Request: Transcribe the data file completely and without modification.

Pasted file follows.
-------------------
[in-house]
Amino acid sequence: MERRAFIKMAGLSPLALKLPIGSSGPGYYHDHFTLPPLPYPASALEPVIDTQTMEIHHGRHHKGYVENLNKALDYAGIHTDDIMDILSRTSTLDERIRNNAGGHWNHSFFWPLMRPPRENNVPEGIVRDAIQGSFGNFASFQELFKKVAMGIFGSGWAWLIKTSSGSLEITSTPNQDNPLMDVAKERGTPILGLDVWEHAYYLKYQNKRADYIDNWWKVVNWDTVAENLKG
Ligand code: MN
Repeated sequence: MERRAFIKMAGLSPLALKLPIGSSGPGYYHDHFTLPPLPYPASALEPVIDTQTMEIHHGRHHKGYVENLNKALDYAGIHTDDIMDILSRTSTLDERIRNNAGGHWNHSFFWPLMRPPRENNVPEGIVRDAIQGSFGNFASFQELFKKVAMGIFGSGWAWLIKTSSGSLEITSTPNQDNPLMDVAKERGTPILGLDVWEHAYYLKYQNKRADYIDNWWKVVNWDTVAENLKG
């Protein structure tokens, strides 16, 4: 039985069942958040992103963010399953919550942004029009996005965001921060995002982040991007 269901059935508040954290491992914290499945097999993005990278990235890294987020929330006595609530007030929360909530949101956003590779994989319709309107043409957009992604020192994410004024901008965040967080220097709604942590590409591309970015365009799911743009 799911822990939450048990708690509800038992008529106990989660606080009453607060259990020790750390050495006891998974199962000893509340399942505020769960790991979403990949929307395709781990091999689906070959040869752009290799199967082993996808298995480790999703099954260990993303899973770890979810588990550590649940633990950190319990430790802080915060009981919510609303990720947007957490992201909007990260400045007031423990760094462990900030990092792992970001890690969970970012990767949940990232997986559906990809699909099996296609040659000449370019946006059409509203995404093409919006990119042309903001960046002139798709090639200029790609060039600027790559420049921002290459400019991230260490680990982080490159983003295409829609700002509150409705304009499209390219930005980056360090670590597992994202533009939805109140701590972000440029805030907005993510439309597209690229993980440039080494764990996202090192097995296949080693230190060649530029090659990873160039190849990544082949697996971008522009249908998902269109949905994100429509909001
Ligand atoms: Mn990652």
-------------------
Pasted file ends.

[in-house]
Amino acid sequence: MERRAFIKMAGLSPLALKLPIGSSGPGYYHDHFTLPPLPYPASALEPVIDTQTMEIHHGRHHKGYVENLNKALDYAGIHTDDIMDILSRTSTLDERIRNNAGGHWNHSFFWPLMRPPRENNVPEGIVRDAIQGSFGNFASFQELFKKVAMGIFGSGWAWLIKTSSGSLEITSTPNQDNPLMDVAKERGTPILGLDVWEHAYYLKYQNKRADYIDNWWKVVNWDTVAENLKG
Ligand code: MN
Repeated sequence: MERRAFIKMAGLSPLALKLPIGSSGPGYYHDHFTLPPLPYPASALEPVIDTQTMEIHHGRHHKGYVENLNKALDYAGIHTDDIMDILSRTSTLDERIRNNAGGHWNHSFFWPLMRPPRENNVPEGIVRDAIQGSFGNFASFQELFKKVAMGIFGSGWAWLIKTSSGSLEITSTPNQDNPLMDVAKERGTPILGLDVWEHAYYLKYQNKRADYIDNWWKVVNWDTVAENLKG
């Protein structure tokens, strides 16, 4: 039985069942958040992103963010399953919550942004029009996005965001921060995002982040991007 269901059935508040954290491992914290499945097999993005990278990235890294987020929330006595609530007030929360909530949101956003590779994989319709309107043409957009992604020192994410004024901008965040967080220097709604942590590409591309970015365009799911743009 799911822990939450048990708690509800038992008529106990989660606080009453607060259990020790750390050495006891998974199962000893509340399942505020769960790991979403990949929307395709781990091999689906070959040869752009290799199967082993996808298995480790999703099954260990993303899973770890979810588990550590649940633990950190319990430790802080915060009981919510609303990720947007957490992201909007990260400045007031423990760094462990900030990092792992970001890690969970970012990767949940990232997986559906990809699909099996296609040659000449370019946006059409509203995404093409919006990119042309903001960046002139798709090639200029790609060039600027790559420049921002290459400019991230260490680990982080490159983003295409829609700002509150409705304009499209390219930005980056360090670590597992994202533009939805109140701590972000440029805030907005993510439309597209690229993980440039080494764990996202090192097995296949080693230190060649530029090659990873160039190849990544082949697996971008522009249908998902269109949905994100429509909001
Ligand atoms: Mn990652």